Now that you have vision, you need to define what that means today and how you’ll live your life to achieve that vision. This is you, Captain, charting the path your ship will take. Here you can ask yourself, “What steps will I take?”; “What is unique about me?”; “What skills can I utilize?”; “Who will benefit from my actions?”; “What am I offering the world?”; “Who is your audience?” and “How will I do it?”

Usually a mission statement is phrased in a particular way. Do not feel encumbered by this but use it if it helps you. Fill in the blanks:

I am (Your Name) a(n) (Adjectives that describe you OR Values that you hold/display) (how you identify yourself like ‘writer’ ‘mother’ or simply ‘person’). My mission is (what you are going to do) by (how you are going to do it). (The impact this will have on yourself, your intended audience or the world).

Example: I’m Suzie Smith a strong and creative female writer with an open mind. My mission is to observe the world around me with a laser focus on inequality and uncover personal stories to inspire compelling fiction by writing every day. My passion will infect everyone I meet and soon I will have an army of allies to help spread change and close the gap between lower and upper class.

Your mission doesn’t have to be altruistic. Maybe you just want to be filthy rich?

I’m Suzie Smith a take no prisoners writer who believes in hard work and the power of the pen. My mission is to capitalize on the groundswell of support for do gooders, and write books to support that narrative making myself wealthy and rich beyond what anyone could ever spend – a gazillionaire. My audience will love me and remember me always as a pioneer and a fantastic kisser.

Famous Mission Statements:

My mission in life is not merely to survive, but to thrive; and to do so with some passion, some compassion, some humor, and some style. – Maya Angelou

I shall not fear anyone on Earth. I shall fear only God. I shall not bear ill will toward anyone. I shall not submit to injustice from anyone. I shall conquer untruth by truth. And in resisting untruth, I shall put up with all suffering. – Mahatma Gandhi

Lastly, a mantra. This is a little phrase or touchstone you can go to when you find those negative thoughts creeping in or those bad habits taking you off the yellow brick road or when you just have a bugger of a day.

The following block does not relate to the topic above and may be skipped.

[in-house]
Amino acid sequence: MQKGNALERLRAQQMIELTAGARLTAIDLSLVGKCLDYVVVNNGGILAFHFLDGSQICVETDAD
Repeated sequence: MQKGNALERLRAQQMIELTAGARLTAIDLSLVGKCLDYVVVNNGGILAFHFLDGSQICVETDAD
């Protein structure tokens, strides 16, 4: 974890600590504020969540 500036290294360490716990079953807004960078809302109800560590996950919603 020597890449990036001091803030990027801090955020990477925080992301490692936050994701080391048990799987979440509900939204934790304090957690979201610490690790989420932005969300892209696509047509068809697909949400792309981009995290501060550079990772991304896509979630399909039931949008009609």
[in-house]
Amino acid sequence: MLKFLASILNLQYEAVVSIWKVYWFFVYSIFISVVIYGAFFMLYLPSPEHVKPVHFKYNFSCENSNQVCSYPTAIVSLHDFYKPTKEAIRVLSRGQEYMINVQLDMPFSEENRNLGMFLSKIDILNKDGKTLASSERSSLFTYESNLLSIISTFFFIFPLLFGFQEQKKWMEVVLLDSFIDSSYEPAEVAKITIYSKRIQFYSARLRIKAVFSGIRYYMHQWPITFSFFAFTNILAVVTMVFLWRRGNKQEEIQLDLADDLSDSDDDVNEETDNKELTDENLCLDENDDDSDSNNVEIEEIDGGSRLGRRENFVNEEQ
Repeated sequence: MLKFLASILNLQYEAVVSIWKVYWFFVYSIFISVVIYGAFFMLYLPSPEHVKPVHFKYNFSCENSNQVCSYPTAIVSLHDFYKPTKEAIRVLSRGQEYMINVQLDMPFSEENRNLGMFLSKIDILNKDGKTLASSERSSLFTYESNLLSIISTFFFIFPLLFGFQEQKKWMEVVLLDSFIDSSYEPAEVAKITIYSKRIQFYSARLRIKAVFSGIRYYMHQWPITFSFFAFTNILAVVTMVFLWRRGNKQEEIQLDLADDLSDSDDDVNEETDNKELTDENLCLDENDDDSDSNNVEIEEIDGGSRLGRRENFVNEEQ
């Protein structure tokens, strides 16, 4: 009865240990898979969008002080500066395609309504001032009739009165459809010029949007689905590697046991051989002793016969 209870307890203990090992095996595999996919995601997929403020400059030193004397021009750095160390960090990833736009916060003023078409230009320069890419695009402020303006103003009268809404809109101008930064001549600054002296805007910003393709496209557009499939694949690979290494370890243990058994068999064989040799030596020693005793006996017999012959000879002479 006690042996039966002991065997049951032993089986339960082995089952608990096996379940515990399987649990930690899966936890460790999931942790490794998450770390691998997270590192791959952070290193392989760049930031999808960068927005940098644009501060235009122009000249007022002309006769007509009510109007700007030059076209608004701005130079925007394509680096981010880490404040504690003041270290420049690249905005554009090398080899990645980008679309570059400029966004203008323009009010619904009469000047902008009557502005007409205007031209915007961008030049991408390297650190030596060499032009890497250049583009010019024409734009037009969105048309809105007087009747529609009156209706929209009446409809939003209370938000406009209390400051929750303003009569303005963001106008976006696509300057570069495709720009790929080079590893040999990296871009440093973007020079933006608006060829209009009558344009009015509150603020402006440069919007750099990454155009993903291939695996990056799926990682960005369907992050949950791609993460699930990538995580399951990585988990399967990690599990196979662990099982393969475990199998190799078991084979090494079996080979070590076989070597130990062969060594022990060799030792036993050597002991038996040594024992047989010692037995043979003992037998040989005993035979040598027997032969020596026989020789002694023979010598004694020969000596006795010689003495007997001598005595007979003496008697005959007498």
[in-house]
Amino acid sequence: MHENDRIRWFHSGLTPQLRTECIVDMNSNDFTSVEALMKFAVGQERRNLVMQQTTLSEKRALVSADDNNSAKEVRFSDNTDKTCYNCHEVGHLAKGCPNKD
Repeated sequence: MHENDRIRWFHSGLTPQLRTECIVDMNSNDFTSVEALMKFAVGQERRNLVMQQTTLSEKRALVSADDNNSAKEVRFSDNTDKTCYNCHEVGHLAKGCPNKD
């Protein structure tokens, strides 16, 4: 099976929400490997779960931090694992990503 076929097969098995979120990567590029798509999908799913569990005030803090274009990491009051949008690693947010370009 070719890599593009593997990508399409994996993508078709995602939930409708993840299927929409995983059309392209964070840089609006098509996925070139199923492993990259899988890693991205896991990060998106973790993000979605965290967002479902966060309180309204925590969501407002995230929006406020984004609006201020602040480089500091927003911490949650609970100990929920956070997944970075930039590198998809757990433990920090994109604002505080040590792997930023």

This should be something short, sweet and repeatable. Positivity is the key, unless the Jack Handy style mantra makes you laugh…I mean, whatever works.

I really like this article from I mean, it’s Oprah so it’s probably pretty good: So, you can just follow the instructions there.

For me, I change mine from time to time. Like, when my focus was on getting a strong body it was, “I love running.” Usually thought or said aloud right after I had the thought, “Ugh, I don’t want to run today.” These declarative statements can really have an impact. They’re great for replacing negative self-talk.

Like, just about every time I get an audition my first thought is, “Yay, it’s for me.” That’s because my kids get 10x as many auditions as I do. Then after I read the whole breakdown, I almost always think, “They’re not going to cast me.” Now my mantra is, “I’m a talented actress who is going to book that job.” I’ll just keep telling myself this, until that negative thought ceases to plague me.

I find that making a commitment to yourself or an accountability partner can have a very lasting effect. So, put it in your calendar, write it in your journal or do whatever you do but make a pact that you’re going to stick with it. Make sure it is reasonable and possible.

Here’s mine: My commitment is that each month & week I will review/update my goals and action items to make sure I’m on track, run 3 miles 3x a week, spend 10 minutes writing with pen on paper every day and learn a new scene or monologue each week.

If you want to share your vision, mission statement or make a public commitment then post it on social and tag @MsInTheBiz and me!